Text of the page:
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    element14 presents
    Emulate an EPROM - How Hard Could it Be?

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    The Apple IIe uses a custom microcontroller and ROM chip to put ASCII values into the computer’s memory. How hard could it be to replace that dual-chip setup with a microcontroller to emulate another kind of keyboard? Bald Engineer tries using an Arduino Mega 2560, Teensy 4.0, and a Pi Pico to replace a vintage ROM chip. See what works AND what does not!


    In the attached zip file are:


    • KiCad files for the ROM Interposer Board
    • Arduino code for ROM test
    • Teensy code to test interrupt latency
    • Python code that can respond to an Output Enable signal


    A couple of notes that keep coming up:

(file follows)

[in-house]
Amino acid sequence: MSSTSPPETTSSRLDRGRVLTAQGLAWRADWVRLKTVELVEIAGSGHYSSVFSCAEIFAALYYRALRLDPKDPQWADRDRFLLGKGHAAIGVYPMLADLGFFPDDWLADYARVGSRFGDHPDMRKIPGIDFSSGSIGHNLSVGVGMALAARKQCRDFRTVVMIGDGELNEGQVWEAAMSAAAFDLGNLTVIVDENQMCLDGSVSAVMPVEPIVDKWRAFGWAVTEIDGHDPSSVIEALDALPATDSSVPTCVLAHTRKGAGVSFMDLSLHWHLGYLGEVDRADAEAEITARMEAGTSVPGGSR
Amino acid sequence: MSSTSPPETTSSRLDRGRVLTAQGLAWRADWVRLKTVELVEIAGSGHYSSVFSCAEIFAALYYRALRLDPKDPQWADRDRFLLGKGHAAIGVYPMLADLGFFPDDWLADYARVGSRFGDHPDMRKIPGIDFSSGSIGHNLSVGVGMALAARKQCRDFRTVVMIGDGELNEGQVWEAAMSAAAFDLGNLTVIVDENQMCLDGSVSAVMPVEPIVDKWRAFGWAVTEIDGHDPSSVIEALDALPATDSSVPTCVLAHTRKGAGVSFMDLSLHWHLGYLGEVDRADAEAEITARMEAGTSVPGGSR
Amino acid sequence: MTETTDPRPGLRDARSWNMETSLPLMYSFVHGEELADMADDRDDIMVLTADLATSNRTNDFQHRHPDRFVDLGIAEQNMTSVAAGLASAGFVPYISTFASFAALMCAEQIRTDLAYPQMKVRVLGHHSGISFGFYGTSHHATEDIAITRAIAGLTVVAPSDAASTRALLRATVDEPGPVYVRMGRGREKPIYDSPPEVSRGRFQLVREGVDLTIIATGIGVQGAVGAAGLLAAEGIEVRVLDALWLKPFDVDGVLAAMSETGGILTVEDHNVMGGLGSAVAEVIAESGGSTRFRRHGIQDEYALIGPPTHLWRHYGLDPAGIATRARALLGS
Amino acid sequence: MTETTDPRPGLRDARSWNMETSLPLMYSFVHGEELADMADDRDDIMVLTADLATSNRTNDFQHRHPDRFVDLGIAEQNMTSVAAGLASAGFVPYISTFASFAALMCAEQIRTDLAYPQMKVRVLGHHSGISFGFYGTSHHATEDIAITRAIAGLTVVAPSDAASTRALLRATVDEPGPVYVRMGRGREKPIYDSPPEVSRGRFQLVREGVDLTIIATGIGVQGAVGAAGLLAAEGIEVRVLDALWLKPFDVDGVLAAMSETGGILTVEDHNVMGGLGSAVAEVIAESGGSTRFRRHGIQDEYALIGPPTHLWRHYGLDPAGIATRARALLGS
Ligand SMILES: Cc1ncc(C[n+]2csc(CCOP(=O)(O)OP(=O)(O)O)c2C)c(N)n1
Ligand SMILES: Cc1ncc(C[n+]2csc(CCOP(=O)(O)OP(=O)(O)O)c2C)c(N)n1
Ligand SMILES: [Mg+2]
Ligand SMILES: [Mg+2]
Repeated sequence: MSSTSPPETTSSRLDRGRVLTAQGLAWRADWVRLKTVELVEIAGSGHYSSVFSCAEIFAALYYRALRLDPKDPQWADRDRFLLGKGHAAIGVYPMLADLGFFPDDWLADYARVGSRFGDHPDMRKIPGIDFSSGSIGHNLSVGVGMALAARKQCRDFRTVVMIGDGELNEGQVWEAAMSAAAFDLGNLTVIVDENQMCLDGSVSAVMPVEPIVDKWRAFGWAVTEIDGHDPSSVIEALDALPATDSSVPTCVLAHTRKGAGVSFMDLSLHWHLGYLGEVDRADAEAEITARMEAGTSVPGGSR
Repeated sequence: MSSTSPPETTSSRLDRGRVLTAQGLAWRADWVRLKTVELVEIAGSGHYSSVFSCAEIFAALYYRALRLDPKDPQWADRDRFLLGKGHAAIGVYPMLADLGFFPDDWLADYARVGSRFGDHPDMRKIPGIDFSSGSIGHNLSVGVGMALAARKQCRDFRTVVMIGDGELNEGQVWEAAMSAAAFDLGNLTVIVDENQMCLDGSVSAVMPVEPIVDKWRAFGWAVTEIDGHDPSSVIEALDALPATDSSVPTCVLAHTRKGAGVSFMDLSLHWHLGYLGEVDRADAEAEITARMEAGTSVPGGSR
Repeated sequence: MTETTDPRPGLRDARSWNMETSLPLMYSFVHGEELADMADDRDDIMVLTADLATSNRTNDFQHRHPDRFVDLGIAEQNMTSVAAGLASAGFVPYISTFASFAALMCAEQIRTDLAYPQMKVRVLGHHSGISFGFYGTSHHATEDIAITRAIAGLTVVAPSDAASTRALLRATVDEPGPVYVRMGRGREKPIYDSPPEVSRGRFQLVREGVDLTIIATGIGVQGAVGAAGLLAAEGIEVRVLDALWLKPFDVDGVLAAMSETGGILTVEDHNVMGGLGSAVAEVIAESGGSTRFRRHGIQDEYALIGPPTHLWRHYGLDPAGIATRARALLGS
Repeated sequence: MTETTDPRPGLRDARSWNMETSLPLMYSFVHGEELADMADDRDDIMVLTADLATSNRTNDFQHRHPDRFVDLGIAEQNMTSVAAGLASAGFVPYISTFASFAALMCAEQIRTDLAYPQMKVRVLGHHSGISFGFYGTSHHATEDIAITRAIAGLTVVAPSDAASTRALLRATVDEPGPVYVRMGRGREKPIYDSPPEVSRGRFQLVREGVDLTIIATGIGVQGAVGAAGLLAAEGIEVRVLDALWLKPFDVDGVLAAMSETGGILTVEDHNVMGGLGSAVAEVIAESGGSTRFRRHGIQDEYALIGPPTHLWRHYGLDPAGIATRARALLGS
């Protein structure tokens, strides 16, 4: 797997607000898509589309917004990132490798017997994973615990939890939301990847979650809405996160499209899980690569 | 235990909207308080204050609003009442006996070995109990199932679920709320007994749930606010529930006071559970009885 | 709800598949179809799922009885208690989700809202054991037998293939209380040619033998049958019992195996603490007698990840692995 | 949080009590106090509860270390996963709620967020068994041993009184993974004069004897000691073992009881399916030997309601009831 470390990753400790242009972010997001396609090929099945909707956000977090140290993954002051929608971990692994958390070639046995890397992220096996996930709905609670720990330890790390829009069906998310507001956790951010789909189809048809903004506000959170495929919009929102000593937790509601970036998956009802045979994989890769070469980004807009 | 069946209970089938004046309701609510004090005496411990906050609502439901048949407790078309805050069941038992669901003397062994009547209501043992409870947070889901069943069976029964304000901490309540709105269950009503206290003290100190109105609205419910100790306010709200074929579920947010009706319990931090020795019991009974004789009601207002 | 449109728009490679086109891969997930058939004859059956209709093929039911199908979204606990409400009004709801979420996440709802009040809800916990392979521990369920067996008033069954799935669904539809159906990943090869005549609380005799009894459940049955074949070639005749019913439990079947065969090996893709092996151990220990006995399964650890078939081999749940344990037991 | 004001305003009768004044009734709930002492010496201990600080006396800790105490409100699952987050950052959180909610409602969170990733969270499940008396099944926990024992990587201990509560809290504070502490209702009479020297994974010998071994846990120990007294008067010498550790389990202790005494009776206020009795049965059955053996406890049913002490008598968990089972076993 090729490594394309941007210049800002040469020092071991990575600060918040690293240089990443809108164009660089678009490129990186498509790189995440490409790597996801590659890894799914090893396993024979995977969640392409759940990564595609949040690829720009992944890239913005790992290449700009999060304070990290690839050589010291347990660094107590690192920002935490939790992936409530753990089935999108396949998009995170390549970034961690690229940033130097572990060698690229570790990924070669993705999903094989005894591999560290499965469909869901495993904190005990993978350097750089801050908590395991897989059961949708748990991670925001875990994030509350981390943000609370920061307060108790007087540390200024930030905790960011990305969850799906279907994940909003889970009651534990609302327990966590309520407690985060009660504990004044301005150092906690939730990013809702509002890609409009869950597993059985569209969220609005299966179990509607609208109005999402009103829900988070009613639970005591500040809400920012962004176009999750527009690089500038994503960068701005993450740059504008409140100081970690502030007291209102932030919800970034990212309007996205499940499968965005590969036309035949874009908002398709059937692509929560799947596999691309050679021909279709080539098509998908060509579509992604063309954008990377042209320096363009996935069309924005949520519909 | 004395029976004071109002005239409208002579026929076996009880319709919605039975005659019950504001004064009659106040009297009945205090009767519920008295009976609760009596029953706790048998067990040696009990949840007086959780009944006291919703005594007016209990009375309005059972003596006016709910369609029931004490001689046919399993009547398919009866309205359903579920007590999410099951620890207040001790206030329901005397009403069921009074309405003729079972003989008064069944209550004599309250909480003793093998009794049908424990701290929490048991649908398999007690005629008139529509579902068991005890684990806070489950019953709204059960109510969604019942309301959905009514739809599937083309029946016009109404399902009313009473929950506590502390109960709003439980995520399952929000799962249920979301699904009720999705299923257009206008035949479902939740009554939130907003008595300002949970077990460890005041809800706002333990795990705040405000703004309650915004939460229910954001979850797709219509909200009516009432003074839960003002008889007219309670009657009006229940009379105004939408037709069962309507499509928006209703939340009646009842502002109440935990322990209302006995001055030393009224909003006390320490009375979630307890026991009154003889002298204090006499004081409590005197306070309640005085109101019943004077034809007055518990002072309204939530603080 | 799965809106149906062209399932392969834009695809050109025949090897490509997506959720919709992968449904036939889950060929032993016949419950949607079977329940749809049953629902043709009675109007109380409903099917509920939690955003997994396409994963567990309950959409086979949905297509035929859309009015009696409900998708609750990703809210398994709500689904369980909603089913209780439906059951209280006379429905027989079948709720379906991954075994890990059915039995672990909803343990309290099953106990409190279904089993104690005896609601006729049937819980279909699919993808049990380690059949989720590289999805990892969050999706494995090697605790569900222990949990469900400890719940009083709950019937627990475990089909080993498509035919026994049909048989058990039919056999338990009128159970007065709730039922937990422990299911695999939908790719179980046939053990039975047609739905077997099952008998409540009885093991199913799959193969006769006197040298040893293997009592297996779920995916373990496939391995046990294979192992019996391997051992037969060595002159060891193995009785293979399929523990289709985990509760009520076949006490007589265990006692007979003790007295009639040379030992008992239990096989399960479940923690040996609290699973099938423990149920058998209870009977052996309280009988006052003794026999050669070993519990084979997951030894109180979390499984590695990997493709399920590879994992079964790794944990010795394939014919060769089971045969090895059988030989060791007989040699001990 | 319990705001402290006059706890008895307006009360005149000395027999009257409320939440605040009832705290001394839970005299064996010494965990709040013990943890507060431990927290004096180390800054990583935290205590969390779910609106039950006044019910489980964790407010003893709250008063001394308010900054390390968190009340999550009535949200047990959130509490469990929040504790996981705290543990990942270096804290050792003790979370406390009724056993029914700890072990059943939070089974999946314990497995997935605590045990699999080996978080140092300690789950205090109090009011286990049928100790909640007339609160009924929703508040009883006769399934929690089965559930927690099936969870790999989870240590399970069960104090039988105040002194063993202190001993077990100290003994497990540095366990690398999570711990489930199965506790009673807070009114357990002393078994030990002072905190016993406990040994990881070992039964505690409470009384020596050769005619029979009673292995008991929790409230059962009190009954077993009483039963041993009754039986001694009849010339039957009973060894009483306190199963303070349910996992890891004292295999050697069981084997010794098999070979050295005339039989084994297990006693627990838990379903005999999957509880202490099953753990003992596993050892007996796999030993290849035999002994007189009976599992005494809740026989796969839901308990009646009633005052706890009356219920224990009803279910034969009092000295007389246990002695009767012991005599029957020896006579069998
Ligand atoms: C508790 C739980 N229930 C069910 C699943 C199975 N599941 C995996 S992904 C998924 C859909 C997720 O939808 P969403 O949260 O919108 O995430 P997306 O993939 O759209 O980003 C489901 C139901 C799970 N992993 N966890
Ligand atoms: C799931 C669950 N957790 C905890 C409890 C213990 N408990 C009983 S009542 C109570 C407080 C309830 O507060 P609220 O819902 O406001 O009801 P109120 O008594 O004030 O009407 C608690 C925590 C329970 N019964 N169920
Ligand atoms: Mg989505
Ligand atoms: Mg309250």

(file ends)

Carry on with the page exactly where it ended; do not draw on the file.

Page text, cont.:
Q: Why do you need to emulate a ROM chip anyway?

    A: Like most 8-bit computers, the keyboard interface eventually talks directly to the memory bus. In an Apple IIe (and IIc), that is done through a ROM chip.


    Q: Why not just replace the keyboard matrix?

    A: The final design will not use the original keyboard microcontroller or ROM. Ideally, I want to have an interface for a USB keyboard (and possibly Apple Desktop Bus: ADB.)


    Q: The Teensy was only 200 nanoseconds, why not just use that?

    A: The Mini-Apple IIe is based on the MEGA-II ASIC from an Apple IIgs. Its timing is tighter and slightly different from the Apple IIe’s MMU. The Teensy is slightly too slow.


    Q: What is “Golden Delicious”?

    A: Originally, I was naming this project “Golden Delicious.” So, let’s call it a code name. Now, I call it “Mini Apple IIe.” But, the final project has a different name.


    Supplemental Content:



    Bill of Material:


    Product NameManufacturerQuantityBuy KitBuy Kit
    Pi Pico (RP2040)Raspberry Pi Foundation1Buy NowBuy Now
    Mega 2560Arduino1Buy NowBuy Now
    Analog Discovery 2Digilent1Buy NowBuy Now
    Digital DiscoveryDigilent1Buy NowBuy Now


    Additional Parts:


    Product Name
    Teensy 4.0 from PJRC